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Wireless Fetal Monitoring System Gets Feds Blessing, Boasts Advanced Features

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Philips Health's fetal monitoring system, the Avalon CL, is now moving fast toward market after getting federal agency approval Jan. 7.

The Food and Drug Administration' (FDA) Food, Drug and Cosmetics Act mandates registration of new products at least 90 days before the goods are ready to go to market, so, in theory, the Avalon CL could be available within three months to pregnant women who have gone into their last trimester.

The Avalon CL emerges as Philips Health's latest offering in a portfolio of products promising to boost mobility in monitoring and connected care. All measurements can be recorded via the Avalon CL without cables, Werner Haas, general manager of Philips Monitoring, told Tech Times.

"Based on customer feedback, the biggest advantage for women in labor is to be free and to feel free," Haas says. "For the physicians and nurses, the new technology offers more choices to support women in labor."

Like the CTS, its predecessor, the Avalon CL transmits vital signs from mother and child to a base station. The base station then relays the measurement to Philips' IntelliSpace Perinatal information management system.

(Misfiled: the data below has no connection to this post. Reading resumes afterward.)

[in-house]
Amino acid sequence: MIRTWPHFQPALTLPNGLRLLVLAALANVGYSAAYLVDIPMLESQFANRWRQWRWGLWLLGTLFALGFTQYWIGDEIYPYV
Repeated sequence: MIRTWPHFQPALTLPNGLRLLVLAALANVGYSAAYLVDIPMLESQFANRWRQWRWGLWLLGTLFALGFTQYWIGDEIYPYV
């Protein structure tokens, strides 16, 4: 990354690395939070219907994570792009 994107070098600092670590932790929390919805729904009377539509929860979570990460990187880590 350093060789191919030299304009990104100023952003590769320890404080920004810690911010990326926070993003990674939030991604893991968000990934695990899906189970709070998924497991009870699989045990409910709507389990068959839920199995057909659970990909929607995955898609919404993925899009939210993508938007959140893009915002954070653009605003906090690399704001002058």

The Avalon CL builds on CTS  features and has the ability to track many of the metrics quantifiable via wired monitoring systems.

The CTS measures fetal heart rate and contractions as well as does electrocardiograms of both mother and child. It also can measure blood pressure (noninvasive), and a second and third fetal heart rate, peripheral capillary oxygen saturation, maternal pulse and fetal intra-uterine pressure.

Along with building on the feature set of the CTS, the Avalon CL also takes a step forward in accuracy. The CL uses Philips' Smart Pulse technology to accurately discern fetal and maternal heart rates, which is of significant concern to physicians during the second stage of labor, according to Philips.

"In the past, for lots of situations, cables were still needed," Haas told Tech Times. "[This was especially true] for twins and triplets, where the number of transducers increase, there was no way to give freedom to the mother."

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